The Guardians have been hired to prevent an incredibly large space squid from stealing certain valuable McGuffins, I’m sorry, batteries. Everyone’s getting prepared, including Rocket Raccoon, who’s hooking up the sound system for some more Seventies tunes, when Drax the Destroyer protests. For once, Peter Quill, Star-Lord, agrees, at which point the monster arrives and the battle commences.
But we don’t get to see it. Instead, the camera focuses on Baby Groot, the living tree whose sole line of dialogue is the Librarian-like, “I am Groot”. Little Groot fiddles with the plugs, connects them at the third attempt and, with the battle raging above, around but mostly behind him, proceeds to dance, adorably, laughably, obliviously, to The Electric Light Orchestra’s ‘Mister Blue Sky’.
Now ELO are far from my favourite Seventies band, and indeed ‘Mister Blue Sky’ is the very song that saw Jeff Lynne and I part musical company irrevocably, but here is little Groot lost in the music whilst bits of the fight fly, crash and blast past him, and all he does is dance on, and the camera never pans out and it’s all so ridiculously silly that you can’t help but be in a good mood for the rest of the film, none of which quite comes up to that but hey, you can’t be sublime all the time.
It’s a high speed, slambang affair, hopping like mad, during which Quill discovers that his missing father is actually Kurt Russell, no actually Ego, the Living Planet, an immortal Celestial. Quill’s immortal too, as long as he doesn’t quibble with Daddy’s plan to expanding himself so that he isn’t just this planet anymore but the whole goddam universe. Which, naturally, he does. Quibble, I mean.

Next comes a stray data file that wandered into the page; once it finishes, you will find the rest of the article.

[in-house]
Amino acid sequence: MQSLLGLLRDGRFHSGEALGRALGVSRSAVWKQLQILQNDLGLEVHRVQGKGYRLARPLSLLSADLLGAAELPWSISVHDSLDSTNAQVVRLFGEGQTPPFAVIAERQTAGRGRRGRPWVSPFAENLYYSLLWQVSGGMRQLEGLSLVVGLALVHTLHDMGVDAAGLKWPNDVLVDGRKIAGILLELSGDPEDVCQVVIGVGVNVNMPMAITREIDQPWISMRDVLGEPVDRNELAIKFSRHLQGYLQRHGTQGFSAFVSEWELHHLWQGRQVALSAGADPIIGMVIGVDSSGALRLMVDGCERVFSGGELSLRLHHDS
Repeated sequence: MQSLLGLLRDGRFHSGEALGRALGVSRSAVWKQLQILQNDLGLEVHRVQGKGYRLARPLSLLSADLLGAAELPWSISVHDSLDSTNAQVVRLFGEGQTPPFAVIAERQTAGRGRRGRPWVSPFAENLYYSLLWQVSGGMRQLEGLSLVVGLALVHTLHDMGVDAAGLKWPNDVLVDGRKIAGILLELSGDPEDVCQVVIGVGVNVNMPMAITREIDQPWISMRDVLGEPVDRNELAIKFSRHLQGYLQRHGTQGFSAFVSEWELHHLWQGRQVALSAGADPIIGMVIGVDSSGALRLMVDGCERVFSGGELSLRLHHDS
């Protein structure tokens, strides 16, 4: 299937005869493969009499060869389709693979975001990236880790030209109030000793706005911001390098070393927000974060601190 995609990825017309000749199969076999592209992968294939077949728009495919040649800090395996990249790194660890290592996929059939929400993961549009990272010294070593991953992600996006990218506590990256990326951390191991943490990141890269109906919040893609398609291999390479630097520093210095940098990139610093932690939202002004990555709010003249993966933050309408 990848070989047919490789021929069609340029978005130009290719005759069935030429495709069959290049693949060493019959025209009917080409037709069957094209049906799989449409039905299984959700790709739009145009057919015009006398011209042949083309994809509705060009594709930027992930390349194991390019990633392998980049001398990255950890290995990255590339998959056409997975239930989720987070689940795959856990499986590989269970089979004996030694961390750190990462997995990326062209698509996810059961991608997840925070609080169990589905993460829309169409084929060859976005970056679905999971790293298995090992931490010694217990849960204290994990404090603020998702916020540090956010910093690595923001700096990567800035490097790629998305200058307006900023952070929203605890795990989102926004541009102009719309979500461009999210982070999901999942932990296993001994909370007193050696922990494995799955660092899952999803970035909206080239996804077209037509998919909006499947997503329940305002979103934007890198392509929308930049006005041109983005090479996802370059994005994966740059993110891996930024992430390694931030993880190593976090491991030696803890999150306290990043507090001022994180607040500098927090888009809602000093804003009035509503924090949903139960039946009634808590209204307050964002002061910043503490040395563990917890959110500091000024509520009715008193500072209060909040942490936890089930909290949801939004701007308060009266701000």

It’s save the Galaxy time, folks! After they’ve done it twice, Rocket reckons they can put their price up.
As for the rest, there’s plenty of colourful character, patented quipping, genuinely funny interactions and lines, the wringing dry of every piece of fun possible, and all of both highly professional and highly effective. If you go in expecting to be entertained , along with being run through the odd emotional gamut every now and then, you’ll be fine. Expect great significance or moral ambiguity, and you’re better off going to see the film next door.
There’s more room for Karen Gillan this time, as Nebula, though she’s still blue and bald, though after a sisterly chat with Gamora, the Galaxy’s Greatest Assassin, not quite to psychopathic. And Pom Klementieff puts in a fine turn as the naive empath, Mantis, though the latter’s creator, Steve Engelhart, is righteously distraught that, except visually, this Mantis has no resemblance to his character.
And I’ve already mentioned Elizabeth Debicki, haven’t I? Seriously, she’s Eddie Cochran levels of Somethin’ Else.
I’m glad to see she’s going to be back for Vol. 3, in respect of which she appears to be growing a monster and a killer she plans to call Adam. Oh-ho! say all the fans simultaneously: Warlock, we presume.
I’m not going to go into this film in any greater depth because it doesn’t require it. It’s been criticised for not being as ‘fresh’ as the first one, and sure it’s a whole heap of ‘more of the same only different’, but I watched the first one three years ago and I can happily sit down to something like that every three years or so.
And having seen the trailer for it, I am so going to go see Valerian and the City of a Thousand Planets, and not just because it’s got Cara Delivigne in it. Super space opera on a budget fit to match the original French comics, which were Star Wars long before Star Wars. I think that’s going to be fun, like this.
The text below was sent to the SKWAWKBOX by a Twitter follower. The people of Liverpool have a particular affinity with the victims of the Grenfell fire, because they know what happened at Hillsborough, how the Establishment tried to blame the victims – which they see happening already over Grenfell Tower – and because they know how hard it is to get justice when the rich and powerful close ranks.